A lot of us have been able to watch the transformation over the last year, and frankly, I’ve never seen anything like it. I mean, sure there are those reality shows, but I’ve always had some suspicion about their validity and didn’t have a working TV for more than twenty years anyway. But this…this is someone I know in real life. And his pictures and stories and milestones just keep popping up on Facebook.
When Lucas hit his 100-pound mark back in late August, he shaved off his beard. Not to celebrate. Once again, it was about character. He wanted to make a Mario mustache for Dragon Con, so he could go as a matched pair with his friend.
It didn’t quite turn out as expected.
As a character guy, Lucas thinks a lot about facial hair. It’s part of his character, look, and his personal charm. As we sat and talked, he went through a whole litany of characters he’s played at the Renaissance Fair and how he groomed his facial hair to fit. This one had big, bushy facial hair. This one had a pencil thin mustache.
When Lucas shaved off the beard for DragonCon, though, it was the first time he’d seen his chin since college, and the moment was disturbing. Having lost 100 pounds, he thought he was ready to see more of himself. He wasn’t. He felt exposed. There was loose skin he wasn’t ready for. He looked great for the costume, but he immediately started growing back his beard.
Lucas’s original aim was to stop when he reached his goal weight of 250, but as he approached it, he realized it wouldn’t be that hard to keep going, to make it to 200 pounds of weight loss and feel even more comfortable. When he did, the internet lit up. His fan club is huge and fierce. You can tell he both adores and also doesn’t exactly know what to do with all that attention.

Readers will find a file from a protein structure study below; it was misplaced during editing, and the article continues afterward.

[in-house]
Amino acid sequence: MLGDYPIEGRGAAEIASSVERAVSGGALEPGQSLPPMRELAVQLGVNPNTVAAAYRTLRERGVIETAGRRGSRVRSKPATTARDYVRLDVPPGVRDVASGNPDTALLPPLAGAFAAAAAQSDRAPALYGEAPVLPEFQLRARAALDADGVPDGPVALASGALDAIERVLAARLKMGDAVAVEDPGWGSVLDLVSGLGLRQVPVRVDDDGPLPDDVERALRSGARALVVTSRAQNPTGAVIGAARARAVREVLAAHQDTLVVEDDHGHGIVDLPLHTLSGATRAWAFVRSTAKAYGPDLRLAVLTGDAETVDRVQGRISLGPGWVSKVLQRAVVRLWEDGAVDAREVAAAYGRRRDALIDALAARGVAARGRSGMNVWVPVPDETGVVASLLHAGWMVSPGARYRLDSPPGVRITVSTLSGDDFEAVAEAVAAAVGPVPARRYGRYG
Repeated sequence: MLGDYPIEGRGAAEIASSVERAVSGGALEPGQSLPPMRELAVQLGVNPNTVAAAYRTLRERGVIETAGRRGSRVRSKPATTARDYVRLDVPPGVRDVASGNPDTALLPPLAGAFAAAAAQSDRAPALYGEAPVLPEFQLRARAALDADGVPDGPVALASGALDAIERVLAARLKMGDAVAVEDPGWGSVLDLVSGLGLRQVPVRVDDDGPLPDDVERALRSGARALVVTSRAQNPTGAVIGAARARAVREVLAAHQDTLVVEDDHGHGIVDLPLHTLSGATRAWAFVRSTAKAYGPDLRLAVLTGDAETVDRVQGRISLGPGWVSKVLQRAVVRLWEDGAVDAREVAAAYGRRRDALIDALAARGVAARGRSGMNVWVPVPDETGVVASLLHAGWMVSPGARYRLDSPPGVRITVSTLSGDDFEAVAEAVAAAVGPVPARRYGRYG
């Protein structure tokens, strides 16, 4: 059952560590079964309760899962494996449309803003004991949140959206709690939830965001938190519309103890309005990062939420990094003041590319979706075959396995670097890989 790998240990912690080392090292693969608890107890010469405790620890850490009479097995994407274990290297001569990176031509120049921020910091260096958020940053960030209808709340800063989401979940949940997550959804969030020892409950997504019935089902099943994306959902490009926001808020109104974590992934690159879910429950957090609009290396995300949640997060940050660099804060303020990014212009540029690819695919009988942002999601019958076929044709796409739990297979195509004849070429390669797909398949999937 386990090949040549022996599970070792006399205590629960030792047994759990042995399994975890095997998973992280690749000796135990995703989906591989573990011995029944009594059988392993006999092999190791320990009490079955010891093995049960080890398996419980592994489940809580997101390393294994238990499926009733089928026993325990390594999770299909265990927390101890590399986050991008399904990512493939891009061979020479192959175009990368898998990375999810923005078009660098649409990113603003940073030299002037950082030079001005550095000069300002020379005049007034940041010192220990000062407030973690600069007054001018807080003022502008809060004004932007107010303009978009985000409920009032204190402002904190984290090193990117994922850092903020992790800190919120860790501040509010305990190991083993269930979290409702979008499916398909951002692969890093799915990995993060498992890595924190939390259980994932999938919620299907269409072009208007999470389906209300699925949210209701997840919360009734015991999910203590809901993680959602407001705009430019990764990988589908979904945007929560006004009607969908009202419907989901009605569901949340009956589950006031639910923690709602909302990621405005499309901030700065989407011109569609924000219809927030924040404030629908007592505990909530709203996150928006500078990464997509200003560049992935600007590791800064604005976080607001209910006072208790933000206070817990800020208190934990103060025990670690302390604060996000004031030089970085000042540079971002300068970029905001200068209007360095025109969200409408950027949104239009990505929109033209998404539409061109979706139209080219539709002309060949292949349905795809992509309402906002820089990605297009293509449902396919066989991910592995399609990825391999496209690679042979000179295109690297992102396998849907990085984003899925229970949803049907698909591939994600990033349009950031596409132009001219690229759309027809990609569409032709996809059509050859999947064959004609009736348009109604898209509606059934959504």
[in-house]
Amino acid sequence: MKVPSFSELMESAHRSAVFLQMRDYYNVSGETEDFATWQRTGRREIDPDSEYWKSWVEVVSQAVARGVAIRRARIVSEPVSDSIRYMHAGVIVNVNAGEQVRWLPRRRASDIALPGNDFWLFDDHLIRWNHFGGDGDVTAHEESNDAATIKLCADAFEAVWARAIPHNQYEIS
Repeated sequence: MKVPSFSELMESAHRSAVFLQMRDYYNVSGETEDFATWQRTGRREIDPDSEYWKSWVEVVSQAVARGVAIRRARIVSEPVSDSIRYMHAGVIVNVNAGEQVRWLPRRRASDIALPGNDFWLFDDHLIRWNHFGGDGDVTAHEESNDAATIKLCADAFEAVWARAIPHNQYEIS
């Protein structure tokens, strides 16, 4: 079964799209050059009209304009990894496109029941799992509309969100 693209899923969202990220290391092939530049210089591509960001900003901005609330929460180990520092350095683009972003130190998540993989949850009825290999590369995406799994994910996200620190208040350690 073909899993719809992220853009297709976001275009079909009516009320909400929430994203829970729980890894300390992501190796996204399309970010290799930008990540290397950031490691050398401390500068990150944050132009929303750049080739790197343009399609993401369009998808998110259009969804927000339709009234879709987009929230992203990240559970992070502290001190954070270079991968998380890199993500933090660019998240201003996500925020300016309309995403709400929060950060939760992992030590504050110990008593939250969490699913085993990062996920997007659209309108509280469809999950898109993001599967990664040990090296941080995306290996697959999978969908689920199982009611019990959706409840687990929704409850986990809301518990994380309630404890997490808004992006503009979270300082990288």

Loose skin is something a lot of people who don’t know about vast amounts of weight loss may just not get. Some people end up having plastic surgery or plying creams every day to deal with it. Another thing I’m finding is different: I have a tailbone! Whereas before, chairs were uncomfortable because they didn’t fit me, now they’re uncomfortable because I don’t have as much padding as I used to. I had no idea!
One thing that’s seriously fun to follow is that he now has a lady love. I’m telling you, kids–there’s a lid for every pot. He also got to enjoy playing a new character at the RenFest he would have never played before… a virtual Lothario who flirted with all the ladies and kissed their knuckles whenever he got a chance.
When we got together on a soft, summer evening to talk, Lucas showed up at my door looking so vastly different from what he did a year ago, I’m sure I wouldn’t have recognized him if I hadn’t been paying attention. For one thing, he’s just shaved off all his facial hair completely for the first time. Like, since middle school. I asked him six ways from Sunday what that meant and how it felt, and even though Lucas has a lot to say about facial hair and loose skin and weight loss, this new, rawest form of himself has yet to be completely articulated. You might say that watching this transformation take place has been like voyeuristically watching someone you don’t know gradually shed one layer of clothing at a time.
This is the part of the essay where the music swells. I’m supposed to come to some moral point. Our whole conversation was long and rambling, so it’s hard to distill it all down in one blog post.
I asked him. What would you tell someone else who’s looking to be inspired either to lose a lot of weight or just make a big life change in some kind of way?
Just do something–radically different–for the first 30 days, so you can reset your habits. Doesn’t really matter what that is. As long as you commit to the first 30 days, everything else will feel easy.